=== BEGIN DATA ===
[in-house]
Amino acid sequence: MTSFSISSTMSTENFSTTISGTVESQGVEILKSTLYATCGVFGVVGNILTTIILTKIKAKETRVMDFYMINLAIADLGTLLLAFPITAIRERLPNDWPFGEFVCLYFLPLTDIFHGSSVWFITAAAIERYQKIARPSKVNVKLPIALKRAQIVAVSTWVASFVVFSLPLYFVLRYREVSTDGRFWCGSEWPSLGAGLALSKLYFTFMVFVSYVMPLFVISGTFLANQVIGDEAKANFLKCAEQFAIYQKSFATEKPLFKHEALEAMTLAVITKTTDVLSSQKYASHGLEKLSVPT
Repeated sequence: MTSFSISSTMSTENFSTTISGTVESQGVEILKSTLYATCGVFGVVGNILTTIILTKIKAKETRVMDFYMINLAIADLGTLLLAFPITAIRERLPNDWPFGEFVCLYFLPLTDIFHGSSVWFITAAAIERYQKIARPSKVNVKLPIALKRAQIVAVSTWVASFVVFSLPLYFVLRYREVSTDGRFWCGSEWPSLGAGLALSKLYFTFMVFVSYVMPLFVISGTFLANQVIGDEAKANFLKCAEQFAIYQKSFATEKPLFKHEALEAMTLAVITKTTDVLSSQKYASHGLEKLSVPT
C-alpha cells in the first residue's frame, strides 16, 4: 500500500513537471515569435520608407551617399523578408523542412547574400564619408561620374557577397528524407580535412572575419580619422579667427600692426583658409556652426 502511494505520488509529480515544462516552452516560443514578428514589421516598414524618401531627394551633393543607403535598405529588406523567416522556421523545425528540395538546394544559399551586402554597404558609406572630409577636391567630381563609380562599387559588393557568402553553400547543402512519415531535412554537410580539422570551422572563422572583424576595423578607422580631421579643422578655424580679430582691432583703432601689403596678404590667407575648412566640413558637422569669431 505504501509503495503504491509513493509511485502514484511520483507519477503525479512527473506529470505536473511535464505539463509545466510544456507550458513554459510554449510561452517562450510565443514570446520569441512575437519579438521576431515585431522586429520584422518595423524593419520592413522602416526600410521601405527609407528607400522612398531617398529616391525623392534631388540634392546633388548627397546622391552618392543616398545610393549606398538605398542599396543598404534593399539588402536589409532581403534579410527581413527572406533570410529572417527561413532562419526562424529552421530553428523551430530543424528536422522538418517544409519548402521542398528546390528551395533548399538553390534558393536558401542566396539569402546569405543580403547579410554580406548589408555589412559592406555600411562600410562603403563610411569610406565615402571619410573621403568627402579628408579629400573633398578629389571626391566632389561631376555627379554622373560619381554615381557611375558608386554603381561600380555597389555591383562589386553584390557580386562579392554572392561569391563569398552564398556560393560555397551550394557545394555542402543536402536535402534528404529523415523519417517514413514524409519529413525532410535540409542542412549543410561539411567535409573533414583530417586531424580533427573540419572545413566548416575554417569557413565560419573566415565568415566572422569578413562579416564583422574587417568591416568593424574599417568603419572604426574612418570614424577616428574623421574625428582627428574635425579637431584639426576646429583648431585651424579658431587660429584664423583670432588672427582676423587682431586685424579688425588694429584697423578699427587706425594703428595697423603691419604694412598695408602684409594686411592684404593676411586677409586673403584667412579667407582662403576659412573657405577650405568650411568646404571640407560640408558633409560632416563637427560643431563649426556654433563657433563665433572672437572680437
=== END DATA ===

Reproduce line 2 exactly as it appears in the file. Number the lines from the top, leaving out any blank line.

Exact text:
Amino acid sequence: MTSFSISSTMSTENFSTTISGTVESQGVEILKSTLYATCGVFGVVGNILTTIILTKIKAKETRVMDFYMINLAIADLGTLLLAFPITAIRERLPNDWPFGEFVCLYFLPLTDIFHGSSVWFITAAAIERYQKIARPSKVNVKLPIALKRAQIVAVSTWVASFVVFSLPLYFVLRYREVSTDGRFWCGSEWPSLGAGLALSKLYFTFMVFVSYVMPLFVISGTFLANQVIGDEAKANFLKCAEQFAIYQKSFATEKPLFKHEALEAMTLAVITKTTDVLSSQKYASHGLEKLSVPT